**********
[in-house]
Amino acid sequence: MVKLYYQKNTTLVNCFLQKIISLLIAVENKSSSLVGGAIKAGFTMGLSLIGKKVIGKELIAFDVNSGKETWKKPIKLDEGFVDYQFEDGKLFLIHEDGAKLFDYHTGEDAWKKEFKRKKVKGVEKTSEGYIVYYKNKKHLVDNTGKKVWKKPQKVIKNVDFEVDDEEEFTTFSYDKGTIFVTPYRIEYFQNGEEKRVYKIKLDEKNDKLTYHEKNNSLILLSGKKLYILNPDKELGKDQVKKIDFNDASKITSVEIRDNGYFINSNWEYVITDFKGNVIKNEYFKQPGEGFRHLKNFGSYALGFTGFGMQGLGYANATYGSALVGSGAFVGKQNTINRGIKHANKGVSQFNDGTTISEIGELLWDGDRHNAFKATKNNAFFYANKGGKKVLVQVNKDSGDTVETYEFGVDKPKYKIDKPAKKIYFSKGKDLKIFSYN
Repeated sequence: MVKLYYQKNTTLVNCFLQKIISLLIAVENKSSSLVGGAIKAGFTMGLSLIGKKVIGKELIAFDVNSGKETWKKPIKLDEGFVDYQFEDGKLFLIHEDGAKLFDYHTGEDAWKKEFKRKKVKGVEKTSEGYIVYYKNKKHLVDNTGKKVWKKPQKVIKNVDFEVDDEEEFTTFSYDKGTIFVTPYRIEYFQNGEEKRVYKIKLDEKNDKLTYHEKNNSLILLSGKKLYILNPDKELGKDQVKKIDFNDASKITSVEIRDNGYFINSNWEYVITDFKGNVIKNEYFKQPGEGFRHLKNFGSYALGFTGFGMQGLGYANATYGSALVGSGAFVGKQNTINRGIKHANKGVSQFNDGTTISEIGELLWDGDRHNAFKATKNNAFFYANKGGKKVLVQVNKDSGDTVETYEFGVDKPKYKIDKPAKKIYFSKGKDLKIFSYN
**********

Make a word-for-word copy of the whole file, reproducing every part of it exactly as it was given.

[in-house]
Amino acid sequence: MVKLYYQKNTTLVNCFLQKIISLLIAVENKSSSLVGGAIKAGFTMGLSLIGKKVIGKELIAFDVNSGKETWKKPIKLDEGFVDYQFEDGKLFLIHEDGAKLFDYHTGEDAWKKEFKRKKVKGVEKTSEGYIVYYKNKKHLVDNTGKKVWKKPQKVIKNVDFEVDDEEEFTTFSYDKGTIFVTPYRIEYFQNGEEKRVYKIKLDEKNDKLTYHEKNNSLILLSGKKLYILNPDKELGKDQVKKIDFNDASKITSVEIRDNGYFINSNWEYVITDFKGNVIKNEYFKQPGEGFRHLKNFGSYALGFTGFGMQGLGYANATYGSALVGSGAFVGKQNTINRGIKHANKGVSQFNDGTTISEIGELLWDGDRHNAFKATKNNAFFYANKGGKKVLVQVNKDSGDTVETYEFGVDKPKYKIDKPAKKIYFSKGKDLKIFSYN
Repeated sequence: MVKLYYQKNTTLVNCFLQKIISLLIAVENKSSSLVGGAIKAGFTMGLSLIGKKVIGKELIAFDVNSGKETWKKPIKLDEGFVDYQFEDGKLFLIHEDGAKLFDYHTGEDAWKKEFKRKKVKGVEKTSEGYIVYYKNKKHLVDNTGKKVWKKPQKVIKNVDFEVDDEEEFTTFSYDKGTIFVTPYRIEYFQNGEEKRVYKIKLDEKNDKLTYHEKNNSLILLSGKKLYILNPDKELGKDQVKKIDFNDASKITSVEIRDNGYFINSNWEYVITDFKGNVIKNEYFKQPGEGFRHLKNFGSYALGFTGFGMQGLGYANATYGSALVGSGAFVGKQNTINRGIKHANKGVSQFNDGTTISEIGELLWDGDRHNAFKATKNNAFFYANKGGKKVLVQVNKDSGDTVETYEFGVDKPKYKIDKPAKKIYFSKGKDLKIFSYN